# Duality: dual maps and linear maps

Suppose we have $$V$$ and $$W$$ be $$2$$ $$K$$-vectorspaces and $$f:V\rightarrow W$$ is a linear map then:

1. For all $$\varphi\in W^\ast$$ one has $$\varphi\circ f\in V^*$$
2. The map $$f^\ast:W^\ast\rightarrow V^\ast:\varphi\mapsto\varphi\circ f\;$$ is a linear map, which is also called a dual map.

Where $$V^\ast$$, the dual space, is defined as: $$$$V^\ast:= Hom_K(V,K) = \{\;f:V\rightarrow K\;|\;f\;\text{is a linear map}\;\}$$$$

Where $$K$$ is a $$1$$-dimensional $$K$$-vector space and $$V$$ a $$K$$-vector space

But I don't really get what this means, could anyone give a clear explanation because I have a hard time understanding this. Especially with that extra $$\varphi$$ function

The set $$V^*$$ of all linear maps from a vector space $$V$$ to its base field $$K$$ is, itself, a vector space over $$K$$: this is easy to show, with the operations being $$(f+g)(x) = f(x) + g(x)$$ and $$(\lambda f)(x) = \lambda(f(x))$$, for all $$f, g\in V^*$$ and all $$\lambda \in K$$.

Now, given any $$\varphi \in W^*$$, and any $$f: V \to W$$, $$\varphi\circ f$$ is a linear map from $$V$$ to $$K$$ (since it's a composition of linear maps), so is an element of $$V^*$$ (you have a typo in your question: it is not an element of $$V$$).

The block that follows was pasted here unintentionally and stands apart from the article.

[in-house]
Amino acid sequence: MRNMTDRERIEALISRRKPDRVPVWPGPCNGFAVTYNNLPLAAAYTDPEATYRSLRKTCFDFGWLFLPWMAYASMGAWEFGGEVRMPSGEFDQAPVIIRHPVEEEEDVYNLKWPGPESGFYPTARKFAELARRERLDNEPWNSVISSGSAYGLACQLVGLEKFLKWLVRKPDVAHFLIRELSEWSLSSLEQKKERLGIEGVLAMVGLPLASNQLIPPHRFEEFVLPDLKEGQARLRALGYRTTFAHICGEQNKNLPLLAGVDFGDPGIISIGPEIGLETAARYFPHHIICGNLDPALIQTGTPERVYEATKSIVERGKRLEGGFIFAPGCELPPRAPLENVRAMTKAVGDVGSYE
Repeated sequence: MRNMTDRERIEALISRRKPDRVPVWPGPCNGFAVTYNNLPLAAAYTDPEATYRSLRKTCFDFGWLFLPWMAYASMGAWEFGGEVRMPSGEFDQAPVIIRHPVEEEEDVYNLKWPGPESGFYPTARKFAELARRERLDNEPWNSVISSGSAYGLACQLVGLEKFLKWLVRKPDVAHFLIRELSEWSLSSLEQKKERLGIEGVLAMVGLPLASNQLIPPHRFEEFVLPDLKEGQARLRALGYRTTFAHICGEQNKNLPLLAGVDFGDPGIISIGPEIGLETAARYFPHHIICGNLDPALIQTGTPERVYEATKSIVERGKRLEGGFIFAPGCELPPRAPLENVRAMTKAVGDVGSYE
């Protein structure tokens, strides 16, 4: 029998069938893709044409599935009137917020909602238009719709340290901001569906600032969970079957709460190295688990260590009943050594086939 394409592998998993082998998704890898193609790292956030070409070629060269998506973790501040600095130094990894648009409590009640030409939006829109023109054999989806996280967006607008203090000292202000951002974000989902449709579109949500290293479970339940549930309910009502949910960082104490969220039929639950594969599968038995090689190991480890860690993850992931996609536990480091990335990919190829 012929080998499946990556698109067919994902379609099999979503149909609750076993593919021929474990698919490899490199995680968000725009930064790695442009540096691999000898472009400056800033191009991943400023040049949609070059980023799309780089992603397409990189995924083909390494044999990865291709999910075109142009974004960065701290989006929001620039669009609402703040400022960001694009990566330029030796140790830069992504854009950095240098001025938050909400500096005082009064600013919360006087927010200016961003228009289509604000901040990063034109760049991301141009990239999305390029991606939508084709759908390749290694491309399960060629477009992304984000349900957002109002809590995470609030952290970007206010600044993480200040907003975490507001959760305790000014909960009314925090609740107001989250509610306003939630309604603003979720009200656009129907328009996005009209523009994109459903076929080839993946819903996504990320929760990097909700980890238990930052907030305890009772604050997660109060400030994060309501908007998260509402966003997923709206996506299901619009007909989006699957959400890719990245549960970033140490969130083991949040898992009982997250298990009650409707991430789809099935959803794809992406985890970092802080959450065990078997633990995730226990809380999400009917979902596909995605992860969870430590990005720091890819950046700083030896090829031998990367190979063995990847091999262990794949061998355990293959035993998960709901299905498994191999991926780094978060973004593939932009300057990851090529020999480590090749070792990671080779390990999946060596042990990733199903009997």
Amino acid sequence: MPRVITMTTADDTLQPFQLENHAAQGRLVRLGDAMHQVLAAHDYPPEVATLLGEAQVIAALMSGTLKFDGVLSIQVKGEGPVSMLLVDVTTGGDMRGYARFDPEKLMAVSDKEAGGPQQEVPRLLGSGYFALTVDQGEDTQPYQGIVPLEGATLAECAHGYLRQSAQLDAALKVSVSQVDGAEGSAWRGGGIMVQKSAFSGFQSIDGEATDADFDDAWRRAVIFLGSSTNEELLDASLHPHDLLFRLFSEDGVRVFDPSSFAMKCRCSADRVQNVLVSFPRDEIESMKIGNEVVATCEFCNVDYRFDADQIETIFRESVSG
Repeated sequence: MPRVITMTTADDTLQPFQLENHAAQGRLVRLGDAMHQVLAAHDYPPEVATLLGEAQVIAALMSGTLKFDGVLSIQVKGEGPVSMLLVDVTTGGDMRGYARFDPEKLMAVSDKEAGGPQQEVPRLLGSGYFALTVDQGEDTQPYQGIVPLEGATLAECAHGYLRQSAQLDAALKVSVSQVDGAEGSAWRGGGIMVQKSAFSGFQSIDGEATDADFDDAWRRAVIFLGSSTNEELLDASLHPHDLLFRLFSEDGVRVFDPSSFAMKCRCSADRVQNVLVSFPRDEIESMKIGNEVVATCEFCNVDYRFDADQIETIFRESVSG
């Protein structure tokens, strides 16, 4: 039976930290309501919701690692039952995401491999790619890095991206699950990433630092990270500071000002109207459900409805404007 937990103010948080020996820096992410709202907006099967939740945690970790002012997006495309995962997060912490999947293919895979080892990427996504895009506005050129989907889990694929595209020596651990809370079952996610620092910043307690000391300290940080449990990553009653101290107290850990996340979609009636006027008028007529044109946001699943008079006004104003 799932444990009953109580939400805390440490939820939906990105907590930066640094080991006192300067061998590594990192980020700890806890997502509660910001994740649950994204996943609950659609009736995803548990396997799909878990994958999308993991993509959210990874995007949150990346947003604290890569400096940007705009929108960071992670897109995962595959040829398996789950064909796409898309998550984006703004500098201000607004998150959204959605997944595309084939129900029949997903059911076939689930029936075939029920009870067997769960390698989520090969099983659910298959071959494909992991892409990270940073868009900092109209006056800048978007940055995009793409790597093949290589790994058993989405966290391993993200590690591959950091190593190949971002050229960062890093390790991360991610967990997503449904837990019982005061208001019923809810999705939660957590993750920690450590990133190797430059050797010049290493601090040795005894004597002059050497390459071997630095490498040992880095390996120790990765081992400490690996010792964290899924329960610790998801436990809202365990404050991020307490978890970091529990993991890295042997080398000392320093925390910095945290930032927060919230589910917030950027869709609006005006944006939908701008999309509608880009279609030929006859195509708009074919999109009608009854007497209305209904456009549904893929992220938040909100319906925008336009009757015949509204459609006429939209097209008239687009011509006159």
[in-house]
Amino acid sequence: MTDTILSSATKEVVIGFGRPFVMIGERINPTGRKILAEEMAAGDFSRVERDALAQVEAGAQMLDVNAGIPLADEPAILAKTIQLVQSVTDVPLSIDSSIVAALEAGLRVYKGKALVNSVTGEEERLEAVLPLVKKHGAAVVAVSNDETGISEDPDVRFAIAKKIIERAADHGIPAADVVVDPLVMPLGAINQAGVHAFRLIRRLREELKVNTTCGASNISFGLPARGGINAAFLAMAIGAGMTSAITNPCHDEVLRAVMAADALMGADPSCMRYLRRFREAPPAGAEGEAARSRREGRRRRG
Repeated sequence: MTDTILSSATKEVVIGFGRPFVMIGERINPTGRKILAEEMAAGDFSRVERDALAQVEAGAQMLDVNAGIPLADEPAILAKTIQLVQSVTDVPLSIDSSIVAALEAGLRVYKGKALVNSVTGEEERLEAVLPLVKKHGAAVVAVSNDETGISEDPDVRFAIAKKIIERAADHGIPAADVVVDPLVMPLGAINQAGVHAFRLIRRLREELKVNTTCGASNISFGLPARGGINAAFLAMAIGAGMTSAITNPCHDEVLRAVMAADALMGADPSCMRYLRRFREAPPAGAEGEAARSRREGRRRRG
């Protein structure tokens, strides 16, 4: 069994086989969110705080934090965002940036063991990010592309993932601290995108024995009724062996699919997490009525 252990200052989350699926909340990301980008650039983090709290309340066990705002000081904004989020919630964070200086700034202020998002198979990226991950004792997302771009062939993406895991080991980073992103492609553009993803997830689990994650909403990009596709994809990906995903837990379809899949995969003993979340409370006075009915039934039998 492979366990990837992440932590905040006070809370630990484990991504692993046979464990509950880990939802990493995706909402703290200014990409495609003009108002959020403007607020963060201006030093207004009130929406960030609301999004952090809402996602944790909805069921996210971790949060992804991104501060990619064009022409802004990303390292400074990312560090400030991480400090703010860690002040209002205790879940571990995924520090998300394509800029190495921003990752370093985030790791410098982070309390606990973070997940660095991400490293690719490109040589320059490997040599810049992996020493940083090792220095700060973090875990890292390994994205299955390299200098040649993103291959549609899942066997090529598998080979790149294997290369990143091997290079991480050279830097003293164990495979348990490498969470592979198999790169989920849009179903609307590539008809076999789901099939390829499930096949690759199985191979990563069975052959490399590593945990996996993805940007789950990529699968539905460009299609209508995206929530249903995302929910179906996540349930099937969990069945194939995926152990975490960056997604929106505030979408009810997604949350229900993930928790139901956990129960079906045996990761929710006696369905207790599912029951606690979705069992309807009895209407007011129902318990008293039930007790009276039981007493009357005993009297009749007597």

Thus, we define a new function, $$f^*$$, that takes as its input an element $$\varphi$$ of $$W^*$$, and spits out an element of $$V^*$$, by composing $$\varphi$$ with $$f$$. This, it turns out, is linear, and this, too, is not hard to check: if $$\varphi,\psi\in W^*$$, and $$v \in V$$, then

\begin{align*}f^*(\varphi+\psi)(v) &= (\varphi + \psi)\circ f(v) \\&= (\varphi+\psi)(f(v)) \\&= \varphi(f(v)) + \psi(f(v)) \\&= \varphi\circ f(v) + \psi \circ f(v) \\&= (f^*\varphi + f^*\psi)(v),\end{align*}

hence $$f^*(\varphi + \psi) = f^*\varphi + f^*\psi$$. Similarly, for any $$\lambda \in K$$, we have

\begin{align*}f^*(\lambda\varphi)(v) &= (\lambda\varphi)\circ f(v) \\&= (\lambda\varphi)(f(v))\\&=\lambda(\varphi(f(v))) \\&= \lambda(\varphi \circ f)(v)) = \lambda f^*(\varphi)(v),\end{align*}

hence $$f^*(\lambda\varphi) = \lambda f^*(\varphi)$$, and $$f^*$$ is, indeed, linear.